JournalismPakistan.com May 20, 2014
ISLAMABAD: Rahimullah Yousafzai (pictured), Resident Editor of The News in Peshawar Tuesday regretted the practice of declaring rivals as Indian or Jew agents.
“Add to it the allegation that the accused is getting money from abroad to advance a foreign agenda and you have a dangerous mix that can cause financial losses or even put lives at risk,” the senior journalist wrote in his column captioned Jealousy and Journalism.
He said in the background of the media battle, the employees of Jang media group, especially Geo TV, were facing the backlash across Pakistan. “At a recent Pakistan Tehreek-e-Insaf protest rally in Kohat, the Geo correspondent Yasir Shah was threatened that his house would be torched if he didn’t stop working for the said TV channel.”
Tacitly admitting “mistakes have been made” and that the organization “could be punished under law if found guilty”, Rahimullah rapped rival media groups and journalists for questioning others’ patriotism.
Regretting the loss of unity among journalists, he maintained: “Unity among publishers and broadcasters as well as journalists was already becoming a mirage, but this episode has dealt a death-knell to any hopes of standing together for a common cause.”
For him, the main reason for disunity is commercial interest. “Earlier, professional rivalry mattered more but now commercial interests dictate policy and the way journalism is practiced.”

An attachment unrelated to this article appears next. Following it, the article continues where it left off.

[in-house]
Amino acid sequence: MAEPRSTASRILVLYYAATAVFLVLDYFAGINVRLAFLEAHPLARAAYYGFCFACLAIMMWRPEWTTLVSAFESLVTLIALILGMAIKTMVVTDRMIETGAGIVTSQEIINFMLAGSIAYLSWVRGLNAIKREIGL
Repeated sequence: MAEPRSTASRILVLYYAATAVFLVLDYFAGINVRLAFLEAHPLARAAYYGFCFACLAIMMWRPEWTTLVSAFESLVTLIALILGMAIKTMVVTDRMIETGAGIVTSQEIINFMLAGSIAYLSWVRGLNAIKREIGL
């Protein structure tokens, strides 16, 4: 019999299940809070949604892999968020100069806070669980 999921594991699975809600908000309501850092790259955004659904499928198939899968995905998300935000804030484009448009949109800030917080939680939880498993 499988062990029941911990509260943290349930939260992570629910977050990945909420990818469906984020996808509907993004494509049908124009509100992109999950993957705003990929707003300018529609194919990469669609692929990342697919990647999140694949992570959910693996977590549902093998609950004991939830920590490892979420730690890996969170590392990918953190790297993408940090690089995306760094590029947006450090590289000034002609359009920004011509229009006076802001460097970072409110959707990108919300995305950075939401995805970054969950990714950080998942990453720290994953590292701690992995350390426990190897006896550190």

The rest of the column discusses the attack on Hamid Mir and the conspiracies to present it as self-inflicted. “Those trying to portray this as stage-managed would not say such things if they or someone close to them were to become the target of an assassination attempt. In fact, it was callous to make such insinuations when Mir was bed-ridden after having bravely fought for life.”
Saying that the 48-year old Hamid Mir achieved fame at a young age, Rahimullah termed him a “clever and articulate” person who travelled widely and worked hard to overcome shortcomings in English language and understanding of local, regional and global issues.
“Self-confident and sometimes boisterous, Mir was intelligent and witty. This enabled him to stand out among the scores of television anchors who emerged on the scene in the last decade as private TV channels mushroomed. Other anchors knew they had to do better than Mir to eclipse Geo TV’s flagship current affairs show, Capital Talk.”
The Nation, February 16, 2017
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Salamat Ali, a Pakistani correspondent of the Hong Kong-based Far Eastern Review, was sentenced to one-year by a military tribunal on 29 November 1979 in Rawalpindi. Arrested on 13 November, Mr Ali, 45, was brought to the military court in chains where a major passed the sentence. The reporter was found guilty for writing an article – An Upheaval is Forecast – on the volatile situation of Balochistan. It was published on 19 October 1979.
The Civil & Military Gazette which started publication in 1872 from Lahore, Karachi and Simla, was closed down in September 1963.